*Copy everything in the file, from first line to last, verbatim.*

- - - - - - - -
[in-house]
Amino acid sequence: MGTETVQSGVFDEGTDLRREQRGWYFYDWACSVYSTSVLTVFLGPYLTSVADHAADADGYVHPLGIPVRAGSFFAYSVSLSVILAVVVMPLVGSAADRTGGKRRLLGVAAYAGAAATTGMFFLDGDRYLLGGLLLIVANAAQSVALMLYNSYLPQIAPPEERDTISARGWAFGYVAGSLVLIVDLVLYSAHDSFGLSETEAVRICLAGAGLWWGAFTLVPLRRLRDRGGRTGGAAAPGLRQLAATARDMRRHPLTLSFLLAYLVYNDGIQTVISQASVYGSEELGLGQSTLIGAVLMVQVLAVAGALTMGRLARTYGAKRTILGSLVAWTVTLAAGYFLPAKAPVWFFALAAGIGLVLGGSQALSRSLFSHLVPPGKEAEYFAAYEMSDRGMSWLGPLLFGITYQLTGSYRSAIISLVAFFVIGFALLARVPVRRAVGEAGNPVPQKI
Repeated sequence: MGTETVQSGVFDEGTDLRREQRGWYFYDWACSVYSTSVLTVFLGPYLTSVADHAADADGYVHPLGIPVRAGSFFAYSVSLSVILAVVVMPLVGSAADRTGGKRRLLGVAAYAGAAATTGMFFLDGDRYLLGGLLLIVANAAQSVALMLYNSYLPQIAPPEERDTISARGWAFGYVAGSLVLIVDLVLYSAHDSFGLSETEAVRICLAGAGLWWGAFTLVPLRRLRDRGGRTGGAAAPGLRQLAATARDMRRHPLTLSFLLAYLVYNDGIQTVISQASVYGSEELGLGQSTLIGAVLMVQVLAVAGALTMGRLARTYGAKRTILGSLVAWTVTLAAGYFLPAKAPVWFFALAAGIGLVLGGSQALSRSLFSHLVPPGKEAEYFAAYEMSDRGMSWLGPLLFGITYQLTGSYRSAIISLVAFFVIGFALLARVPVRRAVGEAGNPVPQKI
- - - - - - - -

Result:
[in-house]
Amino acid sequence: MGTETVQSGVFDEGTDLRREQRGWYFYDWACSVYSTSVLTVFLGPYLTSVADHAADADGYVHPLGIPVRAGSFFAYSVSLSVILAVVVMPLVGSAADRTGGKRRLLGVAAYAGAAATTGMFFLDGDRYLLGGLLLIVANAAQSVALMLYNSYLPQIAPPEERDTISARGWAFGYVAGSLVLIVDLVLYSAHDSFGLSETEAVRICLAGAGLWWGAFTLVPLRRLRDRGGRTGGAAAPGLRQLAATARDMRRHPLTLSFLLAYLVYNDGIQTVISQASVYGSEELGLGQSTLIGAVLMVQVLAVAGALTMGRLARTYGAKRTILGSLVAWTVTLAAGYFLPAKAPVWFFALAAGIGLVLGGSQALSRSLFSHLVPPGKEAEYFAAYEMSDRGMSWLGPLLFGITYQLTGSYRSAIISLVAFFVIGFALLARVPVRRAVGEAGNPVPQKI
Repeated sequence: MGTETVQSGVFDEGTDLRREQRGWYFYDWACSVYSTSVLTVFLGPYLTSVADHAADADGYVHPLGIPVRAGSFFAYSVSLSVILAVVVMPLVGSAADRTGGKRRLLGVAAYAGAAATTGMFFLDGDRYLLGGLLLIVANAAQSVALMLYNSYLPQIAPPEERDTISARGWAFGYVAGSLVLIVDLVLYSAHDSFGLSETEAVRICLAGAGLWWGAFTLVPLRRLRDRGGRTGGAAAPGLRQLAATARDMRRHPLTLSFLLAYLVYNDGIQTVISQASVYGSEELGLGQSTLIGAVLMVQVLAVAGALTMGRLARTYGAKRTILGSLVAWTVTLAAGYFLPAKAPVWFFALAAGIGLVLGGSQALSRSLFSHLVPPGKEAEYFAAYEMSDRGMSWLGPLLFGITYQLTGSYRSAIISLVAFFVIGFALLARVPVRRAVGEAGNPVPQKI